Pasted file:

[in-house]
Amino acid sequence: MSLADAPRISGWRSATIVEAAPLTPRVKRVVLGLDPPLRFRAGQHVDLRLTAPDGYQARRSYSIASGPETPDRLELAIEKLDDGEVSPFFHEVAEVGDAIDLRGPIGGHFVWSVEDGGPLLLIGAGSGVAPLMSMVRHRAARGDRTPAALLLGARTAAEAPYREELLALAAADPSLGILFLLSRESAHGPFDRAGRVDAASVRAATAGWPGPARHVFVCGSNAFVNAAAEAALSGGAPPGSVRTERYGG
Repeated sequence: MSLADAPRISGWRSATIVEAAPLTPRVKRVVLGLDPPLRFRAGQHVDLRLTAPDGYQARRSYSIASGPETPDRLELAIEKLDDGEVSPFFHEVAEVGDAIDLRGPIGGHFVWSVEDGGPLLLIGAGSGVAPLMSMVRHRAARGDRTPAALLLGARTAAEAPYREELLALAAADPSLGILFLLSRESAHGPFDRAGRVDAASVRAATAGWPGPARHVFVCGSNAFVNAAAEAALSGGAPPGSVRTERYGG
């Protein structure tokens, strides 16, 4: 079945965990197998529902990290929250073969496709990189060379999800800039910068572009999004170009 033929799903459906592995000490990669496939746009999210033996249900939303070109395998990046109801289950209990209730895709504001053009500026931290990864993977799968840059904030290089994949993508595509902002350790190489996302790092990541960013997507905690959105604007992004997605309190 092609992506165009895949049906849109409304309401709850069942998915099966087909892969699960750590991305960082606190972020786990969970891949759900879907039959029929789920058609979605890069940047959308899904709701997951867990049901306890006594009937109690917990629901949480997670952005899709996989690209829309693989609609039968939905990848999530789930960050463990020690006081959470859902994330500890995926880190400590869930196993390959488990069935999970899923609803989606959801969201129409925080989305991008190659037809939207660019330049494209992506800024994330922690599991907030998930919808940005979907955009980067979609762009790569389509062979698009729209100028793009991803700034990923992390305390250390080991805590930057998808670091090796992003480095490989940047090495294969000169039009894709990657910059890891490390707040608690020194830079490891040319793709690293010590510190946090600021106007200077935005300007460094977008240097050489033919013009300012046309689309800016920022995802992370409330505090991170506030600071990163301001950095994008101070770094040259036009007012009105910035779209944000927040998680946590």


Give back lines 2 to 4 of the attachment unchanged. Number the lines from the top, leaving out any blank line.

Amino acid sequence: MSLADAPRISGWRSATIVEAAPLTPRVKRVVLGLDPPLRFRAGQHVDLRLTAPDGYQARRSYSIASGPETPDRLELAIEKLDDGEVSPFFHEVAEVGDAIDLRGPIGGHFVWSVEDGGPLLLIGAGSGVAPLMSMVRHRAARGDRTPAALLLGARTAAEAPYREELLALAAADPSLGILFLLSRESAHGPFDRAGRVDAASVRAATAGWPGPARHVFVCGSNAFVNAAAEAALSGGAPPGSVRTERYGG
Repeated sequence: MSLADAPRISGWRSATIVEAAPLTPRVKRVVLGLDPPLRFRAGQHVDLRLTAPDGYQARRSYSIASGPETPDRLELAIEKLDDGEVSPFFHEVAEVGDAIDLRGPIGGHFVWSVEDGGPLLLIGAGSGVAPLMSMVRHRAARGDRTPAALLLGARTAAEAPYREELLALAAADPSLGILFLLSRESAHGPFDRAGRVDAASVRAATAGWPGPARHVFVCGSNAFVNAAAEAALSGGAPPGSVRTERYGG
């Protein structure tokens, strides 16, 4: 079945965990197998529902990290929250073969496709990189060379999800800039910068572009999004170009 033929799903459906592995000490990669496939746009999210033996249900939303070109395998990046109801289950209990209730895709504001053009500026931290990864993977799968840059904030290089994949993508595509902002350790190489996302790092990541960013997507905690959105604007992004997605309190 092609992506165009895949049906849109409304309401709850069942998915099966087909892969699960750590991305960082606190972020786990969970891949759900879907039959029929789920058609979605890069940047959308899904709701997951867990049901306890006594009937109690917990629901949480997670952005899709996989690209829309693989609609039968939905990848999530789930960050463990020690006081959470859902994330500890995926880190400590869930196993390959488990069935999970899923609803989606959801969201129409925080989305991008190659037809939207660019330049494209992506800024994330922690599991907030998930919808940005979907955009980067979609762009790569389509062979698009729209100028793009991803700034990923992390305390250390080991805590930057998808670091090796992003480095490989940047090495294969000169039009894709990657910059890891490390707040608690020194830079490891040319793709690293010590510190946090600021106007200077935005300007460094977008240097050489033919013009300012046309689309800016920022995802992370409330505090991170506030600071990163301001950095994008101070770094040259036009007012009105910035779209944000927040998680946590």